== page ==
There was similar fragmentation with JavaScript's async patterns. Callbacks, promises, async/await also resulted in fragmentation as you had different projects supporting different patterns as 3rd parties introduced new capabilities (that eventually graduated into fully-fledged language features).

Hopefully the best of what TypeScript provides will make its way into the ECMAScript spec eventually...


Agreed. And importantly, the fragmentation of the Javacript ecosystem is on purpose: https://github.com/extensibleweb/manifesto

I think about the fragmentation that shows up in the form of multiple frameworks and patterns as a necessary part of that. It's not something that I want to fix.

So to draw a line and say, "extending core Javascript features is fine, but compiling into Javascript isn't" -- I just don't get that. Typescript is a testing ground not just for typed programming in general, but also for features like decorators and meta-programming features. It's good to have a diversity in what people are building and using, that's how we get real world data on what works.


You forgot observables :)


> My context is that I've not looked into TypeScript yet. That means I have no idea how it works.

This is all you need to know about this article. There is no such thing as a "TypeScript package" on npm. It's simply a JavaScript package with a bundled type definition file. A pure JavaScript project can use this package as they normally would, and just ignore the types. So I don't understand where the question of fragmentation even comes from.

If the author is concerned that they aren't going to be able to contribute to projects written in TypeScript, then it's really the same problem as having JavaScript projects that enforce ES6 syntax, a specific module strategy, have custom linting rules, file structures, use Promises vs callbacks etc. Should those be disallowed as well?


The author's context is that he has no context. No frame of reference. Out of his element. I wonder who's more misguided, author, or the person who decided this link is worth posting.


That was the author himself. A lot of ppl do instead of a comment section under posts.


> My context is that I've not looked into TypeScript yet. That means I have no idea how it works.

The main problem Tim has is that he doesn't write TypeScript, so he wouldn't be able to contribute to dependencies. I don't think that's a huge problem since learning limited TypeScript to make patches to projects isn't very hard. In most cases, some patches might not require any TypeScript features at all.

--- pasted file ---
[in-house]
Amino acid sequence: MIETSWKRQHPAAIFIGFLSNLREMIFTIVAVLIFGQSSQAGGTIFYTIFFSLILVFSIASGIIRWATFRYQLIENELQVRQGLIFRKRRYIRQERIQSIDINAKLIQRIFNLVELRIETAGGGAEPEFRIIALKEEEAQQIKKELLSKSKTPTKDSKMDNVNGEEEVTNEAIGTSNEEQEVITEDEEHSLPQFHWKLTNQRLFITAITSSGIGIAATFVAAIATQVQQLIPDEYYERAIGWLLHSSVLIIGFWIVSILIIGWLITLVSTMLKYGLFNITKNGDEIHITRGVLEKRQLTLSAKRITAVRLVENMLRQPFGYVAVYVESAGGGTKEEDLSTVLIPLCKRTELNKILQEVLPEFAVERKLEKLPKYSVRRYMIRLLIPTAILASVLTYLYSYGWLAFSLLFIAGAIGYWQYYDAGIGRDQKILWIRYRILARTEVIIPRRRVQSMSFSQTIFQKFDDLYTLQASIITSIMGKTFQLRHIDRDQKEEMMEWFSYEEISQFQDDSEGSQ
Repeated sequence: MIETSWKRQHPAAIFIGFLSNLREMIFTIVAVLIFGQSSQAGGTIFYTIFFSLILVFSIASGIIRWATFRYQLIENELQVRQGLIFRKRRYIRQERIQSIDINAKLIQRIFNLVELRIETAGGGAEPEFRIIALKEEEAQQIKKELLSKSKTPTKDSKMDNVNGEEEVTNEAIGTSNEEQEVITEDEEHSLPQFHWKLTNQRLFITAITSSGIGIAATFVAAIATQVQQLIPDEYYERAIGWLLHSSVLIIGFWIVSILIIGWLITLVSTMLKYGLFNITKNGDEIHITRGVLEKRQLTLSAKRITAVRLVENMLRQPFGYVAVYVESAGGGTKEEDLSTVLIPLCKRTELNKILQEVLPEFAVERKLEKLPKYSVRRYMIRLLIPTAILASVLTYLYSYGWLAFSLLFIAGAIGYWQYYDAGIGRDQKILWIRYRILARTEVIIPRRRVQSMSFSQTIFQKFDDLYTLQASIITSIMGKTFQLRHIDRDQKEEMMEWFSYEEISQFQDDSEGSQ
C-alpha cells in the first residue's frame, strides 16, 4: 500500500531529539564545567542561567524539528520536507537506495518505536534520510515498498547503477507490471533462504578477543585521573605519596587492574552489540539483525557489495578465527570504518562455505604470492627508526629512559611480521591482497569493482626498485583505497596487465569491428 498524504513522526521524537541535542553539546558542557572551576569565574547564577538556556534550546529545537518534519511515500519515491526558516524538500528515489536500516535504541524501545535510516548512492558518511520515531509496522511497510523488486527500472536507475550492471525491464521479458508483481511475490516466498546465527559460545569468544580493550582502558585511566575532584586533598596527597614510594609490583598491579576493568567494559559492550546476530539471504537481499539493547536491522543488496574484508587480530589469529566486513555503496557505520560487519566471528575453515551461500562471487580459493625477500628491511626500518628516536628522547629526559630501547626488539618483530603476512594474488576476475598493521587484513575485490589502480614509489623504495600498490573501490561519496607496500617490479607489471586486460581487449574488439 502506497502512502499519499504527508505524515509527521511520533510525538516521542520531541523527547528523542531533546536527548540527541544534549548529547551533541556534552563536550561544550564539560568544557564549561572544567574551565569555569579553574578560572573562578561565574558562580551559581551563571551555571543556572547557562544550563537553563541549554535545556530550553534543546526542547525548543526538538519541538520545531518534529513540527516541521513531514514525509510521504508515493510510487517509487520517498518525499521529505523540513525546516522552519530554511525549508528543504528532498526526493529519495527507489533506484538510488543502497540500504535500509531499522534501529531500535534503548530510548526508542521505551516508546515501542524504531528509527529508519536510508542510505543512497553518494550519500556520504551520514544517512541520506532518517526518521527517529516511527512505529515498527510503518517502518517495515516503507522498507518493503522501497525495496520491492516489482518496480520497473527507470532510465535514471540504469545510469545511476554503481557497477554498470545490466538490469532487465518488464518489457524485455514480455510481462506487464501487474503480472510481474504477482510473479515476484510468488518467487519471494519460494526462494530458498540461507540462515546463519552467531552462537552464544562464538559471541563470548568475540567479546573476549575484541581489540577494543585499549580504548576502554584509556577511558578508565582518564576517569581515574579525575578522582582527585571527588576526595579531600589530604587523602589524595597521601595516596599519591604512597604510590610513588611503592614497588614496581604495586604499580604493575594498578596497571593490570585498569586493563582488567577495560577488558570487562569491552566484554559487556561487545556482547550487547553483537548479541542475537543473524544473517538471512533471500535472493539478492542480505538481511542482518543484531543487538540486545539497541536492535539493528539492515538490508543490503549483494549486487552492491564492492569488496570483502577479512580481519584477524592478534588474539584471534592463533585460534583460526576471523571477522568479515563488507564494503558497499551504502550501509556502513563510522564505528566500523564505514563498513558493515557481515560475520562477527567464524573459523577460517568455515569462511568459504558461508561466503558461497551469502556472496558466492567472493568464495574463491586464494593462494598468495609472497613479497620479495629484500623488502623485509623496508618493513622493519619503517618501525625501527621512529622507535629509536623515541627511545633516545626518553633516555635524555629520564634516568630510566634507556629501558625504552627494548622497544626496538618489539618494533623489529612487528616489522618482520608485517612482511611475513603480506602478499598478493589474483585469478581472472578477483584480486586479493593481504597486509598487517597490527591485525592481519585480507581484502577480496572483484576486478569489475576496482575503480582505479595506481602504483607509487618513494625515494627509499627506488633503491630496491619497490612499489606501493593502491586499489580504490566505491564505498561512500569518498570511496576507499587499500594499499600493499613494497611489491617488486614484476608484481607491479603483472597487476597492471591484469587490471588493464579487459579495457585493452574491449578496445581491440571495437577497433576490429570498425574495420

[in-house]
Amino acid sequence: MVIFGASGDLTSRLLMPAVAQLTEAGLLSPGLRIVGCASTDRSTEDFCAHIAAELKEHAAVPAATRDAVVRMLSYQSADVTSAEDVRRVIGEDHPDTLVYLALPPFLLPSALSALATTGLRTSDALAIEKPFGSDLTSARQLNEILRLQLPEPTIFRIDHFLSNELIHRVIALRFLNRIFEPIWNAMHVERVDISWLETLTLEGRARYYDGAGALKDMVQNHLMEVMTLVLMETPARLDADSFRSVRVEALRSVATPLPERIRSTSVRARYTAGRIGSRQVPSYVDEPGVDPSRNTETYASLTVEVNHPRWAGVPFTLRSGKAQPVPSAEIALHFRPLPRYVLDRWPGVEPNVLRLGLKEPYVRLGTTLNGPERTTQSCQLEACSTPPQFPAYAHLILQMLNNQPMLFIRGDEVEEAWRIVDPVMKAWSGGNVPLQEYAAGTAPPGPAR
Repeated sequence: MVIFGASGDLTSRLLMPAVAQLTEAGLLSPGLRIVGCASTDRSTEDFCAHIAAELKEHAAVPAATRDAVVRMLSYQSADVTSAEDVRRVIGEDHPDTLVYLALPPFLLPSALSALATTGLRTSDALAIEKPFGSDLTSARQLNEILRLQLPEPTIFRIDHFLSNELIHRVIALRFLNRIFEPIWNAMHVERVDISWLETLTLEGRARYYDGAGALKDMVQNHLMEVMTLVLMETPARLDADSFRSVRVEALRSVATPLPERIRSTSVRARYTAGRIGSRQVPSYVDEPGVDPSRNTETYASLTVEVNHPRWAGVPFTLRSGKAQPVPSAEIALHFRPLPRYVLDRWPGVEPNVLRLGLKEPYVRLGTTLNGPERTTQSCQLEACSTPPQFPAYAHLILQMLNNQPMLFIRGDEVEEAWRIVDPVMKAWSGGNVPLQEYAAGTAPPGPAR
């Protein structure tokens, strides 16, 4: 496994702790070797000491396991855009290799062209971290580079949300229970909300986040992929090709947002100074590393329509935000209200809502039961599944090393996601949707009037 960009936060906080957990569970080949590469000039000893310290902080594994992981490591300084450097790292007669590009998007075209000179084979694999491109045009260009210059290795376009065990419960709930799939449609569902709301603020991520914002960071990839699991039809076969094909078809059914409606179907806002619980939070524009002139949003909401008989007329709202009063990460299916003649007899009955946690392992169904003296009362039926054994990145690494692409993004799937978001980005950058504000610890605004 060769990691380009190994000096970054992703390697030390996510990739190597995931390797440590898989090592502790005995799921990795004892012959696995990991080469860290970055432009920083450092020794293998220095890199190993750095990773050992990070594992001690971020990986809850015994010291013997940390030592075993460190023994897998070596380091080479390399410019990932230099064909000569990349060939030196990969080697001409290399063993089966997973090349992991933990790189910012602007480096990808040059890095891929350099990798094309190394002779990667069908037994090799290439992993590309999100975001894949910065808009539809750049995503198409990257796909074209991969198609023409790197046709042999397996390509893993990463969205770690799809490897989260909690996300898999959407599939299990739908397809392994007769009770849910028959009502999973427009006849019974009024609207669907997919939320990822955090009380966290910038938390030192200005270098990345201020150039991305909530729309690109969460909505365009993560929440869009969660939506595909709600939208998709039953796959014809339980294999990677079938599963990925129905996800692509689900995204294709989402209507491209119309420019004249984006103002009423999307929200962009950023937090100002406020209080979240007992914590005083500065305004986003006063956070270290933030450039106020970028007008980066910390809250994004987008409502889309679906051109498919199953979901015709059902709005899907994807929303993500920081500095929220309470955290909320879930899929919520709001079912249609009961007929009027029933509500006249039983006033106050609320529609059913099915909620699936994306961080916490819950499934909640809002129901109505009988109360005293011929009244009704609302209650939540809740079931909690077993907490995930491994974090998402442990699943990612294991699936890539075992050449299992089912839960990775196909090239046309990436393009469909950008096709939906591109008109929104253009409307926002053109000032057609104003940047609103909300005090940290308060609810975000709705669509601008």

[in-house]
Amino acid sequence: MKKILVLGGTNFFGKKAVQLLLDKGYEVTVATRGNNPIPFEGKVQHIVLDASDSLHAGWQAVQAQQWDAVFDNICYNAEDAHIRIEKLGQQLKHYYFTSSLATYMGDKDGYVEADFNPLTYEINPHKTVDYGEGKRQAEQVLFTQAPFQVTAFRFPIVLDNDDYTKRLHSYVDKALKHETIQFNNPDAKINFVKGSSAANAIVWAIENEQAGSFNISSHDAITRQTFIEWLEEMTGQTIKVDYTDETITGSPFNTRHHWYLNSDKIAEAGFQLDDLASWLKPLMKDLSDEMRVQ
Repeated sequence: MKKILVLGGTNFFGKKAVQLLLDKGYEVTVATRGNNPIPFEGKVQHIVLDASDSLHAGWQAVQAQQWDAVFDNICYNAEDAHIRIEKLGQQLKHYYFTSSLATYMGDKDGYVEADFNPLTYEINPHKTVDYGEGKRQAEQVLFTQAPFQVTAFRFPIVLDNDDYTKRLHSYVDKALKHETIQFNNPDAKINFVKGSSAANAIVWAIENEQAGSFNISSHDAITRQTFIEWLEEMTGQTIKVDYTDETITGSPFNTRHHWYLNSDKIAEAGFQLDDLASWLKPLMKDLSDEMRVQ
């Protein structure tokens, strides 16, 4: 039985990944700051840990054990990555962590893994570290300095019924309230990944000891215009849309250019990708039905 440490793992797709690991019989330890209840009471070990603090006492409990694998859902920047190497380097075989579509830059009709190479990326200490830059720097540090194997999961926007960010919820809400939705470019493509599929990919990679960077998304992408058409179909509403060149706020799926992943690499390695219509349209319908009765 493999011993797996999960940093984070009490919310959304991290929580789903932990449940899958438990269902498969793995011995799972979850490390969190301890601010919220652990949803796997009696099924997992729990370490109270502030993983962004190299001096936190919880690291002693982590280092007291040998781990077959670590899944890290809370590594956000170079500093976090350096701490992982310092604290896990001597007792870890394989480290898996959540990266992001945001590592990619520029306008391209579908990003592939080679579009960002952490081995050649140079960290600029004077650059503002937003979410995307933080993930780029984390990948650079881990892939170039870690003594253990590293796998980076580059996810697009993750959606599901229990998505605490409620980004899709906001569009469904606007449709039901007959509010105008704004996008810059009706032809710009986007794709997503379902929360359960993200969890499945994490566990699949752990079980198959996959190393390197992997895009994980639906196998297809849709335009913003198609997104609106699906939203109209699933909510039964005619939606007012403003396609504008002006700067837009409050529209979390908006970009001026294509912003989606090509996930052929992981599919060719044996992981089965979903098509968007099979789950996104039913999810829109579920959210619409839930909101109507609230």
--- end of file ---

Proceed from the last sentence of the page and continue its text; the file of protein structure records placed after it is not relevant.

> So essentially, the problem is that TypeScript authors publish their packages on npm, the package manager for Node.js. And to me, that's what is weakening the JavaScript ecosystem.

This doesn't make much sense to me, because the convention is to publish the "dist" folder to npm that has compiled JavaScript with declaration files, not the TypeScript source. To the Node.js engine, a package written in TypeScript is indistinguishable from one written in plain JavaScript. Declaration files have the added advantage of intellisense in IDEs that support language tools like VS Code.

> However, continuing to publish TypeScript packages to npm is, in my opinion weakening the JavaScript ecosystem as it's splitting its community and polluting the npm namespace.

Again, I point out that you can use TypeScript packages in Node.js/JavaScript projects. The pollution argument doesn't hold for me. npm packages already have a lot of "versions", like publishing ES Modules, compiled JS, legacy Node.js modules (module.exports), etc., so having TypeScript-compiled code that doesn't require additional tooling is the least of our problems. :)


> Since its inception, and throughout trends like Coffeescript, npm has mostly held the promise of only hosting JavaScript packages.

I don't think this is true. There are multiple NPM packages that rely on non-JS extensions and external binaries to run. The entire `node-gyp` ecosystem, which is a pain because it makes it impossible to vendor dependencies in a portable way.

On that front, compiled Typescript isn't that hard to read. I'm less concerned about someone cross-compiling a language into Javascript than I am about someone pushing a C binary alongside their code as part of the install script. WASM modules are going to start becoming more common in Node eventually. Deciphering Typescript with a pure-JS background is way easier than deciphering Rust.